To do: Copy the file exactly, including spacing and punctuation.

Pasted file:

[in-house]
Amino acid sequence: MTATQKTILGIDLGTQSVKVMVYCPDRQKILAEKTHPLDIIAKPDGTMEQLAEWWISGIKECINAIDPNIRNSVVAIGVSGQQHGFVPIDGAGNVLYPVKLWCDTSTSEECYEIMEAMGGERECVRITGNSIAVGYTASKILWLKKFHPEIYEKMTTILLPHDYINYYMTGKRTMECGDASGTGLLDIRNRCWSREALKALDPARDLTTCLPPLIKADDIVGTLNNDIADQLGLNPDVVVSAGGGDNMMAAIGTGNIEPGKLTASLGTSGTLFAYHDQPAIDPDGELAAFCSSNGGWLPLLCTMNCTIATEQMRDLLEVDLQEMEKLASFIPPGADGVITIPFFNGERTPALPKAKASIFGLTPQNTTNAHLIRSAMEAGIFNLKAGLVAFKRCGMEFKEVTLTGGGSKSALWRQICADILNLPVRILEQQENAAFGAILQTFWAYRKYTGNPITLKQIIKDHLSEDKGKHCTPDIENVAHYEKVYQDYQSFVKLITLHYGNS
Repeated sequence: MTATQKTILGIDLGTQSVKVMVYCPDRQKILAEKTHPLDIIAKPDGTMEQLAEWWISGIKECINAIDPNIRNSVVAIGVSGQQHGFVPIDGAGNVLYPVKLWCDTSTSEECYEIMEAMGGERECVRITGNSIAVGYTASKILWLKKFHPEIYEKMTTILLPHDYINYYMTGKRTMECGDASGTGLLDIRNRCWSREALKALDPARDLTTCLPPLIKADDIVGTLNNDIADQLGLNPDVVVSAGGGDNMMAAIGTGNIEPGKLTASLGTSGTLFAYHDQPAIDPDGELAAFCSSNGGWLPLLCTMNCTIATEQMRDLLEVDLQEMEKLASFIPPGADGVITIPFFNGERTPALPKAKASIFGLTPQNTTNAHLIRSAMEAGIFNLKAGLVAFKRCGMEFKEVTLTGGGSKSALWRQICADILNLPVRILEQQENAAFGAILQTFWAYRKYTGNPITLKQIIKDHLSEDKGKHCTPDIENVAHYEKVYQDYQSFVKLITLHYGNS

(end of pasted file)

[in-house]
Amino acid sequence: MTATQKTILGIDLGTQSVKVMVYCPDRQKILAEKTHPLDIIAKPDGTMEQLAEWWISGIKECINAIDPNIRNSVVAIGVSGQQHGFVPIDGAGNVLYPVKLWCDTSTSEECYEIMEAMGGERECVRITGNSIAVGYTASKILWLKKFHPEIYEKMTTILLPHDYINYYMTGKRTMECGDASGTGLLDIRNRCWSREALKALDPARDLTTCLPPLIKADDIVGTLNNDIADQLGLNPDVVVSAGGGDNMMAAIGTGNIEPGKLTASLGTSGTLFAYHDQPAIDPDGELAAFCSSNGGWLPLLCTMNCTIATEQMRDLLEVDLQEMEKLASFIPPGADGVITIPFFNGERTPALPKAKASIFGLTPQNTTNAHLIRSAMEAGIFNLKAGLVAFKRCGMEFKEVTLTGGGSKSALWRQICADILNLPVRILEQQENAAFGAILQTFWAYRKYTGNPITLKQIIKDHLSEDKGKHCTPDIENVAHYEKVYQDYQSFVKLITLHYGNS
Repeated sequence: MTATQKTILGIDLGTQSVKVMVYCPDRQKILAEKTHPLDIIAKPDGTMEQLAEWWISGIKECINAIDPNIRNSVVAIGVSGQQHGFVPIDGAGNVLYPVKLWCDTSTSEECYEIMEAMGGERECVRITGNSIAVGYTASKILWLKKFHPEIYEKMTTILLPHDYINYYMTGKRTMECGDASGTGLLDIRNRCWSREALKALDPARDLTTCLPPLIKADDIVGTLNNDIADQLGLNPDVVVSAGGGDNMMAAIGTGNIEPGKLTASLGTSGTLFAYHDQPAIDPDGELAAFCSSNGGWLPLLCTMNCTIATEQMRDLLEVDLQEMEKLASFIPPGADGVITIPFFNGERTPALPKAKASIFGLTPQNTTNAHLIRSAMEAGIFNLKAGLVAFKRCGMEFKEVTLTGGGSKSALWRQICADILNLPVRILEQQENAAFGAILQTFWAYRKYTGNPITLKQIIKDHLSEDKGKHCTPDIENVAHYEKVYQDYQSFVKLITLHYGNS